Oregon authorities resisted pressure from employers to change the rule, but after a Farm Bureau survey of 323 growers claimed that it would result in losing housing for 5,000 farmworkers, its implementation was delayed until June 1.
Oregon, however, isn’t even among the top 10 states importing H-2A workers. California growers last year were certified to fill 23,321 farm labor jobs with H-2A recruits, yet no agency keeps track of the number of workers sleeping in bunk beds less than six feet apart. How their health has been impacted, therefore, is basically unknown.
Washington’s growers, however, have become much more dependent than California’s on bringing in H-2A workers. Last year employers estimated that 65,358 people were employed picking apples in Washington, making it by far the largest apple-producing state in the U.S. Its growers were certified for 26,226 H-2A workers. The vast majority worked in apples – as much as a third of the workforce. One company alone, Zirkle Fruit Company, was certified for 3,400 workers, while Stemilt was certified for 1,517.
A sign advertises the services of a contractor in Central Washington who specializes in building barracks for H-2A workers
The state’s new rule for housing those workers says “Both beds of bunk beds may be used,” for workers in a “group shelter,” consisting of 15 or fewer workers who live, work and travel to and from the fields together. Most Washington State growers would have little trouble meeting this requirement, since their barracks arrangement normally groups four bedrooms in the same pod. Stemilt also has vans that normally hold 14 people, conveniently almost the same number as in the bed requirement. A work crew of 14 to 15 workers would not be unusual.
Who benefits from the new regulation
By framing the bunk bed requirement in this way, Washington’s Department of Health effectively told growers that they did not have to cut the number of workers in each bedroom, and in each dormitory, in half. The rules of the H-2A program require growers to provide housing. If the number of workers safely housed in each dormitory were halved, growers would have two options. They could build or rent more housing, which would be an additional cost. Stemilt, with 850 bunk beds, would have to find additional housing for over 400 workers, and Zirkle perhaps even a thousand.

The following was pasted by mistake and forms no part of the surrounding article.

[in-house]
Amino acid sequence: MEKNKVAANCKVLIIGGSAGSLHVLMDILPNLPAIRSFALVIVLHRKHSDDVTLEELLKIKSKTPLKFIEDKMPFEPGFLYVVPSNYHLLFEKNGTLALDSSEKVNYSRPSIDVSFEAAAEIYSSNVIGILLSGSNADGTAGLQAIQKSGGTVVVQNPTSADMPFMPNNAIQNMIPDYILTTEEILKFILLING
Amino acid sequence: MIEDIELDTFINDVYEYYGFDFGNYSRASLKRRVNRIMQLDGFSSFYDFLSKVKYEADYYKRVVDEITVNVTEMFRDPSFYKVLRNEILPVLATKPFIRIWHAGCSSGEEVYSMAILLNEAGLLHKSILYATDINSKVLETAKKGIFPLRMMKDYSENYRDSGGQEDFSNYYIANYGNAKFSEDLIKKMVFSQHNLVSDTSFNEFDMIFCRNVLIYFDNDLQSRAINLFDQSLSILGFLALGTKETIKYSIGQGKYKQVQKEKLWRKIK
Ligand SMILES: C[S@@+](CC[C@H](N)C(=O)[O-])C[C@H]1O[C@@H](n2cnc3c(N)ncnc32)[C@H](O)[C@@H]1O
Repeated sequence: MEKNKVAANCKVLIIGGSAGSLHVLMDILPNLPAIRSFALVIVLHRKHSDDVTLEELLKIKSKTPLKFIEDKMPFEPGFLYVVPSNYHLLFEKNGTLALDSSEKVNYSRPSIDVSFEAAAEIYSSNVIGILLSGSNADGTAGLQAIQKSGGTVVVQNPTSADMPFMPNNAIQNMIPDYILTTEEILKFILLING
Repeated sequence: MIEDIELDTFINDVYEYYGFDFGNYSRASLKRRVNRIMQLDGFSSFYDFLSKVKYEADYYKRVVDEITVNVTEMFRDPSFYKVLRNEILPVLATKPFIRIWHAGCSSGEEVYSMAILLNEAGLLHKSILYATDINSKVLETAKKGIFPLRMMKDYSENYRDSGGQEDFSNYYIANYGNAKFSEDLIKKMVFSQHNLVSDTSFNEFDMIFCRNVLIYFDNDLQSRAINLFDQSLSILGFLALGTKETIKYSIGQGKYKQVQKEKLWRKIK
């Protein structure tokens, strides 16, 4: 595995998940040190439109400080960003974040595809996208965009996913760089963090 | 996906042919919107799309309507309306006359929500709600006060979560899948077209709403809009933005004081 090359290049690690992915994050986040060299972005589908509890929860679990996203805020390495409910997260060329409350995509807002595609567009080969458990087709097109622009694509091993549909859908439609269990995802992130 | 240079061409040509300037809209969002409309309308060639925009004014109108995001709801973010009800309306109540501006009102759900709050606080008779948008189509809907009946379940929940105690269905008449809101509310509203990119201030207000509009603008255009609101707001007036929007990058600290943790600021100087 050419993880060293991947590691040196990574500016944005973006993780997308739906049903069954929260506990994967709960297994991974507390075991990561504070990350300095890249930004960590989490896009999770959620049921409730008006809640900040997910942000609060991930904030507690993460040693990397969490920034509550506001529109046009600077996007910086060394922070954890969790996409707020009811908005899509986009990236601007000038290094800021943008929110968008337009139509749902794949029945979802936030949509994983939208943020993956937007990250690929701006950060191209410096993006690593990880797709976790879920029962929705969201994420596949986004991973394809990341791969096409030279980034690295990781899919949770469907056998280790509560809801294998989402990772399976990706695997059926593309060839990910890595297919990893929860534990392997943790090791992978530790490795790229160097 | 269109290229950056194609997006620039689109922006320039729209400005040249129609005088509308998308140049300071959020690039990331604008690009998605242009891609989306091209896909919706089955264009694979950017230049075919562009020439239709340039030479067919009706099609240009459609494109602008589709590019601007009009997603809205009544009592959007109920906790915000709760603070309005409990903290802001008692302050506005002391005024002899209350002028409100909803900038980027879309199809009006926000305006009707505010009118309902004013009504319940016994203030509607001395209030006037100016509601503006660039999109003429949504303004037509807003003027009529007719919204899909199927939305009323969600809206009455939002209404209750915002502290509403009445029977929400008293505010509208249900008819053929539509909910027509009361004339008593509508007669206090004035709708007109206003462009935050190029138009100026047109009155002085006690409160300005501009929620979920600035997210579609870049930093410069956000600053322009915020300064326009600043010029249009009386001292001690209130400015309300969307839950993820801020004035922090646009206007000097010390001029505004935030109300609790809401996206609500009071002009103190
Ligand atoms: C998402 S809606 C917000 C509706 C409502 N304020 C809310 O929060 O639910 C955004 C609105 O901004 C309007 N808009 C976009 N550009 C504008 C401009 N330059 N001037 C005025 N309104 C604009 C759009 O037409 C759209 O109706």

Dan Fazio, head of the Washington Farm Labor Association (WAFLA), one of the largest H-2A contractors in the U.S., called restrictions on beds to keep workers safely separated “catastrophic” and “a political stunt by unions and contingency-fee lawyers.” (Attempts to reach Fazio and other grower representatives for comments for this story were unsuccessful.)
Alternatively, growers could bring fewer H-2A workers to the U.S., and instead hire more workers either locally, or attract workers living in other parts of the country. This is what growers did until the H-2A program began to expand rapidly 10 years ago. In 2010 they were certified for only 2,981 guest workers. “Farm workers living in California and other states knew there were jobs here, and they’d come,” explains Ramon Torres, president of Washington’s new farm labor union, Familias Unidas por la Justicia. “Most of them had been doing this for many years. But when growers started hiring H-2A workers, they stopped coming. They couldn’t spend hundreds of dollars to get here, and then find out that the jobs were already filled.”
If the number of H-2A workers were cut in half because of the bunk bed requirement, however, Fazio and WAFLA would lose money, since their income is based on the number of workers they supply to growers. Last year WAFLA brought 12,000 H-2A workers to Washington, charging growers for each worker (although it doesn’t disclose publicly how much).
A group of H-2A workers in the kitchen in their barracks in Central Washington
WAFLA has made the H-2A program very attractive, helping to find contractors to build barracks, taking care of paperwork required for government certification and even pushing for lower wages. In the apple harvest most workers are paid a piece rate that used to reach the equivalent of $18 to $20 hourly. In 2018 WAFLA asked the state Employment Security Department (ESD) and the U.S. Department of Labor to eliminate any standard for piece rates for H-2A workers, effectively slashing wages by up to $6 per hour. The ESD and DoL agreed. Fazio boasted, “This is a huge win and saved the apple industry millions.”
Many of the growers’ H-2A barracks were financed with Washington state funds that are allocated for building farmworker housing. Daniel Ford at Columbia Legal Aid, Washington’s legal service organization for farm workers, protested to the state Department of Commerce that growers shouldn’t be allowed to use public funds, since the state’s own surveys showed that 10 percent of farm workers who are Washington residents were living outdoors in a car or in a tent, and 20 percent were living in garages, shacks, or “in places not intended to serve as bedrooms.” The department, however, refused to bar growers from using state subsidies to house H-2A workers.